Women fight for funding in man’s world of tech start-ups

SAN FRANCISCO (AFP) – Lauren Foundos has excelled at just about everything she has put her mind to, from college sports and Wall Street trading to her Forte start-up that takes workouts online.

Being a woman in the overwhelmingly male world of venture capital was still a barrier – but, like many other female entrepreneurs, she only worked harder to succeed.

“In some cases, before I even spoke, they were asking me if I would step down as chief executive,” Foundos said of encounters with venture capitalists.

“This was a whole new level.”

Men would speak past her in meetings, discussing whether she could emotionally handle the job as if she wasn’t there, or wondering out loud who would take care of the books.

“When that happens, I tell them I am right here,” Foundos said. “I am the finance guy; I worked at big banks for more than 10 years. I’ve been the best at everything I have ever gone into.”

Black entrepreneur Fonta Gilliam worked overseas with financial institutions for the US State Department before creating social banking start-up Invest Sou Sou. PHOTO: AFP

Start-ups can only get by so long relying on friends, family or savings before eventually needing to find investors willing to put money into young companies in exchange for a stake in the business. Money invested in start-ups in their earliest days is called “seed” funding.

When it comes to getting backing for a startup it is about trust, and that seems to be lacking when it comes to women entrepreneurs, according to Foundos and others interviewed by AFP.

“I don’t think women need to be given things,” Foundos said of venture capital backing. “But I think they are not seeing the same amount of deals.”

Forte has grown quickly as the pandemic has gyms and fitness centres scrambling to provide online sessions for members. Foundos brought on a “right-hand man”, a male partner with a British accent, to provide a more traditional face to potential investors and increase the odds of getting funding.

She has taken to asking venture capitalists she meets if they have invested in women-led companies before, and the answer has always been “no”.

A paltry few per cent of venture capital money goes to female-led start-ups in the United States (US), according to Allyson Kapin, General Partner at the W Fund and founder of Women Who Tech (WWT).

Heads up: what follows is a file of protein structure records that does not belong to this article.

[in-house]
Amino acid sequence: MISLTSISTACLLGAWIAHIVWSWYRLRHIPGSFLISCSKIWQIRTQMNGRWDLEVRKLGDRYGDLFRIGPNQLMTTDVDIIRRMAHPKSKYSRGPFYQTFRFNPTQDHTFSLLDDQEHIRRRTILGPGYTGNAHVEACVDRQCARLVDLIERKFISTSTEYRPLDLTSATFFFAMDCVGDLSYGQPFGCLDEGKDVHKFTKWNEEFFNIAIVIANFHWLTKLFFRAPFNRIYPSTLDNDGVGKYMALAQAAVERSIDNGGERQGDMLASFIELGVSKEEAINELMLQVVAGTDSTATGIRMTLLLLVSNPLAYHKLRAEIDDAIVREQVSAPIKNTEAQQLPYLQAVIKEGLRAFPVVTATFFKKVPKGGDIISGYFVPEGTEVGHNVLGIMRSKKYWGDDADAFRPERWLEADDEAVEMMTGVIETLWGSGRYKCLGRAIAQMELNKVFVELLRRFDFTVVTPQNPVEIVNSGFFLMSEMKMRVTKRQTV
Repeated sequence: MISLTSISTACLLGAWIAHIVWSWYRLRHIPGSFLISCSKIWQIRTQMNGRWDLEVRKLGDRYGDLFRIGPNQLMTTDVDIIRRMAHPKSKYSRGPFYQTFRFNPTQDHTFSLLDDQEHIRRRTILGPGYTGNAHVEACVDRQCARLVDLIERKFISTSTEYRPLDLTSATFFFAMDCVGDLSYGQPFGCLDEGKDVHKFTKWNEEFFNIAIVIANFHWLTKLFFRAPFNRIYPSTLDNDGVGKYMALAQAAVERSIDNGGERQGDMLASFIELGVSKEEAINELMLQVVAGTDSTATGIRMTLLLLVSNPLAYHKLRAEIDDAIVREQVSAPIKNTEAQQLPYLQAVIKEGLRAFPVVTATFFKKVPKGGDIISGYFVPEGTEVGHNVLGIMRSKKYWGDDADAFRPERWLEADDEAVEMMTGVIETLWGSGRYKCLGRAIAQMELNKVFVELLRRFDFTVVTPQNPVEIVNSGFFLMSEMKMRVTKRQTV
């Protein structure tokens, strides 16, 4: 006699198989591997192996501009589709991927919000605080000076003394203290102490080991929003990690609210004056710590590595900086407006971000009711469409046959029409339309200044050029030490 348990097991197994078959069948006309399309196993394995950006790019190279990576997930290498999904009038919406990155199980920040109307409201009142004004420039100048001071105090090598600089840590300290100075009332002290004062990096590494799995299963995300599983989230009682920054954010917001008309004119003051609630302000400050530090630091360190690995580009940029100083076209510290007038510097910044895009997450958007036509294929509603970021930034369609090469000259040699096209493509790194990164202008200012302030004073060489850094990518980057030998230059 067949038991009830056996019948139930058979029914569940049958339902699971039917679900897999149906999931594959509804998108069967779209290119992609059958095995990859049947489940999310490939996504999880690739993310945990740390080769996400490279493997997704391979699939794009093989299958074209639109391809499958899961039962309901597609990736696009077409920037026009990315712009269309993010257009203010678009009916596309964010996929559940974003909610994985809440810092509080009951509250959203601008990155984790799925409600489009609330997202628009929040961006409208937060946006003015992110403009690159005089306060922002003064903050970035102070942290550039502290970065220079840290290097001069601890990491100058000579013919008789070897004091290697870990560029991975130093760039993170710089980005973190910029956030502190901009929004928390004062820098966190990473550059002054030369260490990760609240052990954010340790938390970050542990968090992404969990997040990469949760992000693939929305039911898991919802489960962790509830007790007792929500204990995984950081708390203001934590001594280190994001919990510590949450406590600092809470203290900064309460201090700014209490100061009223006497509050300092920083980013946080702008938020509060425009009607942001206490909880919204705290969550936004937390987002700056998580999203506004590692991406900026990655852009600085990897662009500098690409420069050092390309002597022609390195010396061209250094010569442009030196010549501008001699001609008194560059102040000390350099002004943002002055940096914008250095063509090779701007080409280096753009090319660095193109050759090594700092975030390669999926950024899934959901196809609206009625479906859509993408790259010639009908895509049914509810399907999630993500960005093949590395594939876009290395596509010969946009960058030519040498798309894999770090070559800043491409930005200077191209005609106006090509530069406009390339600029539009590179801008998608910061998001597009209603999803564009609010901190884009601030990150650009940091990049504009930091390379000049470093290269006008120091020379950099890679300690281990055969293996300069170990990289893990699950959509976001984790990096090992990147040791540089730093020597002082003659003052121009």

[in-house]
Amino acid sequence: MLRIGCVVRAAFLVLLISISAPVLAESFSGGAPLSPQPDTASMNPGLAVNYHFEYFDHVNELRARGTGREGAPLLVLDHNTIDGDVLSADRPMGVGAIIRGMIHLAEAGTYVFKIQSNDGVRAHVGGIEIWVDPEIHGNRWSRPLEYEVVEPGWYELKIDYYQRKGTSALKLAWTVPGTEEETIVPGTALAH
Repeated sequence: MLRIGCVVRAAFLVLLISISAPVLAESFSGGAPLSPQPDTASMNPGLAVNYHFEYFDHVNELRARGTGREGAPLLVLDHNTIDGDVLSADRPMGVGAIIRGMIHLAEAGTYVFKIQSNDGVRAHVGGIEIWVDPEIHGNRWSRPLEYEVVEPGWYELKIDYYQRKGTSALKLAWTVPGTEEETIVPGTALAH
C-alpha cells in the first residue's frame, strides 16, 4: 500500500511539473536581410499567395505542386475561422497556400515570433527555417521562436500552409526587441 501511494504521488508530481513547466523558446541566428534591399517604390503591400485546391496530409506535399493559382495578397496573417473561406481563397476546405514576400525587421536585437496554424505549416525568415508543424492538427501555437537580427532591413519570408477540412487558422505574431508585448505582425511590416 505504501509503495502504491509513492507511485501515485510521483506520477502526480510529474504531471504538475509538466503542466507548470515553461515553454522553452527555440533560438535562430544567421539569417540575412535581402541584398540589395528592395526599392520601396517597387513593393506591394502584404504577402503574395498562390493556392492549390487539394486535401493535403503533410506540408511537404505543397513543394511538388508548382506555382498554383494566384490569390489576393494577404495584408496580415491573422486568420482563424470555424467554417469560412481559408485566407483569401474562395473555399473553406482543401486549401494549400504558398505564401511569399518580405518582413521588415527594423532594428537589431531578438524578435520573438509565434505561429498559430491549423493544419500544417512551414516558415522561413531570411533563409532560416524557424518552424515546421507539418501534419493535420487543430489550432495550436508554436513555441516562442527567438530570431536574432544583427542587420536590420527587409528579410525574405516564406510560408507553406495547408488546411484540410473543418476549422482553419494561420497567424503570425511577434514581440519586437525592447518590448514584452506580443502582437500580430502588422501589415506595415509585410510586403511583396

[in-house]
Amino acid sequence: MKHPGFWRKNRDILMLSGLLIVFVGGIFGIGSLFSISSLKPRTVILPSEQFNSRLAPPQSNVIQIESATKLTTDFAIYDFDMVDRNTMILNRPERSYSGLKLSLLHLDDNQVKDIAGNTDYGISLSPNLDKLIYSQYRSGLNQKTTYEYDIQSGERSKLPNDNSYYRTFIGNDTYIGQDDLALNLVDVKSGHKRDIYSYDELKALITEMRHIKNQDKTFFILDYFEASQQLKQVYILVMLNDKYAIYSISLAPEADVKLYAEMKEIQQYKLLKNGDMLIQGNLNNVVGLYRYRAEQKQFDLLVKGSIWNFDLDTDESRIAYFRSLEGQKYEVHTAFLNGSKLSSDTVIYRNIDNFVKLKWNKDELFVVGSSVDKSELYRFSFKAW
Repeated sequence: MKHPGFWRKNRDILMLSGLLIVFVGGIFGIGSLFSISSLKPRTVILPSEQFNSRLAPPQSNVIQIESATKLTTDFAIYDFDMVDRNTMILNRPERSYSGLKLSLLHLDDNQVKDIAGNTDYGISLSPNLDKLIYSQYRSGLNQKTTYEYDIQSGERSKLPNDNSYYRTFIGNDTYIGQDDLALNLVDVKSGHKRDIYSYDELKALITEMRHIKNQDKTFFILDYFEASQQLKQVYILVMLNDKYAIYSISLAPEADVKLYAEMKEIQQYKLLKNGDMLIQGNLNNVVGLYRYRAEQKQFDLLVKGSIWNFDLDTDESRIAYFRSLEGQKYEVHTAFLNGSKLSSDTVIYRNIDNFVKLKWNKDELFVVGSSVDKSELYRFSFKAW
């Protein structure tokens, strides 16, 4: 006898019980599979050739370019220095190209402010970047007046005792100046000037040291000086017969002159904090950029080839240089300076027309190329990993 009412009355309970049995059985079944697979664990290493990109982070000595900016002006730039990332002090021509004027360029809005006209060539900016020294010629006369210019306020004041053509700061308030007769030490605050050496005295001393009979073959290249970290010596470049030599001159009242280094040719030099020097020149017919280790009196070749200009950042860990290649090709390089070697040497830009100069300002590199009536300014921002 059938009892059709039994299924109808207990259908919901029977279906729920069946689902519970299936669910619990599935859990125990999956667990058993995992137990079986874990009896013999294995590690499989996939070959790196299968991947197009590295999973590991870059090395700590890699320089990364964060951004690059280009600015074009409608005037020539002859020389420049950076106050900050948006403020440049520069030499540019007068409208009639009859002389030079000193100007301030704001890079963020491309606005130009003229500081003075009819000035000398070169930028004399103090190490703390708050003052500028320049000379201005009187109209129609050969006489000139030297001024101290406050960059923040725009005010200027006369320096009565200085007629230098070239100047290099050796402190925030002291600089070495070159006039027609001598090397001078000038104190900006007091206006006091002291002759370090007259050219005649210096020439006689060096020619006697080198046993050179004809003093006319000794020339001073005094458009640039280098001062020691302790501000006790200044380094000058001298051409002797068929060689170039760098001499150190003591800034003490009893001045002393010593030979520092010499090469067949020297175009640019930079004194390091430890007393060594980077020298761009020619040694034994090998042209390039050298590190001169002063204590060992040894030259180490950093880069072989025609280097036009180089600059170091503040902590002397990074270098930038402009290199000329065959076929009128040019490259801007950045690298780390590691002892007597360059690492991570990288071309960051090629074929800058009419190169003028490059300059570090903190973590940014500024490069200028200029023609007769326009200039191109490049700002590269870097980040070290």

Being sexually propositioned in return for funding, or even an introduction to venture capitalists, is common for women founders of startups, according to a recent WWT survey. Some 44 per cent of female founders surveyed told of harassment such as sexual slurs or unwanted physical contact while seeking funding.

And while last year set a record for venture capital funding, backing for women-led startups plunged despite data that such companies actually deliver better return-on-investment, according to Kapin.

“This isn’t about altruism or charity, this is about making a (load) of money,” Kapin said of backing women-led start-ups.

Prospects for funding get even more dismal for women of colour.

Black entrepreneur Fonta Gilliam worked overseas with financial institutions for the US State Department before creating social banking startup Invest Sou Sou.

Gilliam took the idea of village savings circles she had seen thrive in places such as Africa and built it into a free mobile app, adding artificial intelligence and partnering with financial institutions.

She created a Sou Sou prototype and started bringing in revenue to show it could make money, but still found it tougher to get funding than male peers.

“We always have to over-perform and overcompensate,” Gilliam said. “Where start-ups run by men would get believed, we’d have to prove it 10 times over.”

Gilliam got insultingly low valuations for her start-up, some so predatory that she
walked away.

“We are still lean and mean bootstrapping, but I think it is going to pay off in the end,” Gilliam said.